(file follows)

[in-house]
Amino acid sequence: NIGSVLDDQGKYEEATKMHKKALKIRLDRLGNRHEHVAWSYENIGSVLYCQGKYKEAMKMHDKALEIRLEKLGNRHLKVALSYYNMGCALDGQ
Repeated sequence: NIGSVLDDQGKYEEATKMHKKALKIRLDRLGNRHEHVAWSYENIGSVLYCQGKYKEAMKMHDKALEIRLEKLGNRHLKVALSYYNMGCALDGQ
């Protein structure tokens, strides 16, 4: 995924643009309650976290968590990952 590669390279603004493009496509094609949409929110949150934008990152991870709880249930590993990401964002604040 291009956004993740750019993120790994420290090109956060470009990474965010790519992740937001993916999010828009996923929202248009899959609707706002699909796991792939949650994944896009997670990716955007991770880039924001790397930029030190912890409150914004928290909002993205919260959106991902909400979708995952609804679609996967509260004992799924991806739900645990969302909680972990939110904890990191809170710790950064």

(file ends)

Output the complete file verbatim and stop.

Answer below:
[in-house]
Amino acid sequence: NIGSVLDDQGKYEEATKMHKKALKIRLDRLGNRHEHVAWSYENIGSVLYCQGKYKEAMKMHDKALEIRLEKLGNRHLKVALSYYNMGCALDGQ
Repeated sequence: NIGSVLDDQGKYEEATKMHKKALKIRLDRLGNRHEHVAWSYENIGSVLYCQGKYKEAMKMHDKALEIRLEKLGNRHLKVALSYYNMGCALDGQ
């Protein structure tokens, strides 16, 4: 995924643009309650976290968590990952 590669390279603004493009496509094609949409929110949150934008990152991870709880249930590993990401964002604040 291009956004993740750019993120790994420290090109956060470009990474965010790519992740937001993916999010828009996923929202248009899959609707706002699909796991792939949650994944896009997670990716955007991770880039924001790397930029030190912890409150914004928290909002993205919260959106991902909400979708995952609804679609996967509260004992799924991806739900645990969302909680972990939110904890990191809170710790950064």